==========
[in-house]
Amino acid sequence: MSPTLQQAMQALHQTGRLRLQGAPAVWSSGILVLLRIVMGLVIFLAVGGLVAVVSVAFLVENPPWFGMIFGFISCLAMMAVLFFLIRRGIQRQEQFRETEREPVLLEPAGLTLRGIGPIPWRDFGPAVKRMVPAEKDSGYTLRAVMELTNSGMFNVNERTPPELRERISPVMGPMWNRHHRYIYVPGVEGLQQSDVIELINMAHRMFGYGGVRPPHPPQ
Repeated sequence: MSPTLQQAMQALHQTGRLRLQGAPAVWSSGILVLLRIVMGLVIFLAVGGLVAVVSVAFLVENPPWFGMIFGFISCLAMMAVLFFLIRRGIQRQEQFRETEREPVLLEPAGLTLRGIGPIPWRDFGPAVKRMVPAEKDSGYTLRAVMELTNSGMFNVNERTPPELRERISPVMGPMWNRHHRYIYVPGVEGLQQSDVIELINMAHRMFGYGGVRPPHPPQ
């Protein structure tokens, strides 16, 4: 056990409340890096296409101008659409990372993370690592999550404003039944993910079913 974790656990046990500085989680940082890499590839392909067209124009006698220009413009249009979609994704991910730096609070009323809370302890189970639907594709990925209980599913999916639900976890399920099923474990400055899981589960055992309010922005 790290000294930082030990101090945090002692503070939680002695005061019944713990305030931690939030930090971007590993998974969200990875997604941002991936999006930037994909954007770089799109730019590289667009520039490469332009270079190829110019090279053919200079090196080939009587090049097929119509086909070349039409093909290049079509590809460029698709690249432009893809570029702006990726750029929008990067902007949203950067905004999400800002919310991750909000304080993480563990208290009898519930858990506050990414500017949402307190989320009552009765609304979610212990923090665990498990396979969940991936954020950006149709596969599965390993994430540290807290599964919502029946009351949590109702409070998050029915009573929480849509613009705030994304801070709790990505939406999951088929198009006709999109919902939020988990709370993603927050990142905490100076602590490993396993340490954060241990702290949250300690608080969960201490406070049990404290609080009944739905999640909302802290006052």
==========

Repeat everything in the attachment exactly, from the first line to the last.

[in-house]
Amino acid sequence: MSPTLQQAMQALHQTGRLRLQGAPAVWSSGILVLLRIVMGLVIFLAVGGLVAVVSVAFLVENPPWFGMIFGFISCLAMMAVLFFLIRRGIQRQEQFRETEREPVLLEPAGLTLRGIGPIPWRDFGPAVKRMVPAEKDSGYTLRAVMELTNSGMFNVNERTPPELRERISPVMGPMWNRHHRYIYVPGVEGLQQSDVIELINMAHRMFGYGGVRPPHPPQ
Repeated sequence: MSPTLQQAMQALHQTGRLRLQGAPAVWSSGILVLLRIVMGLVIFLAVGGLVAVVSVAFLVENPPWFGMIFGFISCLAMMAVLFFLIRRGIQRQEQFRETEREPVLLEPAGLTLRGIGPIPWRDFGPAVKRMVPAEKDSGYTLRAVMELTNSGMFNVNERTPPELRERISPVMGPMWNRHHRYIYVPGVEGLQQSDVIELINMAHRMFGYGGVRPPHPPQ
């Protein structure tokens, strides 16, 4: 056990409340890096296409101008659409990372993370690592999550404003039944993910079913 974790656990046990500085989680940082890499590839392909067209124009006698220009413009249009979609994704991910730096609070009323809370302890189970639907594709990925209980599913999916639900976890399920099923474990400055899981589960055992309010922005 790290000294930082030990101090945090002692503070939680002695005061019944713990305030931690939030930090971007590993998974969200990875997604941002991936999006930037994909954007770089799109730019590289667009520039490469332009270079190829110019090279053919200079090196080939009587090049097929119509086909070349039409093909290049079509590809460029698709690249432009893809570029702006990726750029929008990067902007949203950067905004999400800002919310991750909000304080993480563990208290009898519930858990506050990414500017949402307190989320009552009765609304979610212990923090665990498990396979969940991936954020950006149709596969599965390993994430540290807290599964919502029946009351949590109702409070998050029915009573929480849509613009705030994304801070709790990505939406999951088929198009006709999109919902939020988990709370993603927050990142905490100076602590490993396993340490954060241990702290949250300690608080969960201490406070049990404290609080009944739905999640909302802290006052």